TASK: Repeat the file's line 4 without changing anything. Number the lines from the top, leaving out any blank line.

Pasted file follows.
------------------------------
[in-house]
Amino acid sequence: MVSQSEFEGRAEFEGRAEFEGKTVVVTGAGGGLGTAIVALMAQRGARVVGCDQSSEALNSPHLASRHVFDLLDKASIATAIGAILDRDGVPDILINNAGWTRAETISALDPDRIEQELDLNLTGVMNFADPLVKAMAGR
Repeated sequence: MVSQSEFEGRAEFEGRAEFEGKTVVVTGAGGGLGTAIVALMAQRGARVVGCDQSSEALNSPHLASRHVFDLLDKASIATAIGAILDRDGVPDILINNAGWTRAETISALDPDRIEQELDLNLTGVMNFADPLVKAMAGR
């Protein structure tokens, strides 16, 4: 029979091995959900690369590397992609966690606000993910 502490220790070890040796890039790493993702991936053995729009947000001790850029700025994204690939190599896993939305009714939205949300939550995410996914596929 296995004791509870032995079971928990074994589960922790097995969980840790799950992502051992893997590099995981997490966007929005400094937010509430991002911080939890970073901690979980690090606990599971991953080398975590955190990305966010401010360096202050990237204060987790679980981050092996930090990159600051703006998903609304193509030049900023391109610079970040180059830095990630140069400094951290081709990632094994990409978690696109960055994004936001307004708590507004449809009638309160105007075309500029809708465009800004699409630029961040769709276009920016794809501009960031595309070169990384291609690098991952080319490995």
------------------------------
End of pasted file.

């Protein structure tokens, strides 16, 4: 029979091995959900690369590397992609966690606000993910 502490220790070890040796890039790493993702991936053995729009947000001790850029700025994204690939190599896993939305009714939205949300939550995410996914596929 296995004791509870032995079971928990074994589960922790097995969980840790799950992502051992893997590099995981997490966007929005400094937010509430991002911080939890970073901690979980690090606990599971991953080398975590955190990305966010401010360096202050990237204060987790679980981050092996930090990159600051703006998903609304193509030049900023391109610079970040180059830095990630140069400094951290081709990632094994990409978690696109960055994004936001307004708590507004449809009638309160105007075309500029809708465009800004699409630029961040769709276009920016794809501009960031595309070169990384291609690098991952080319490995």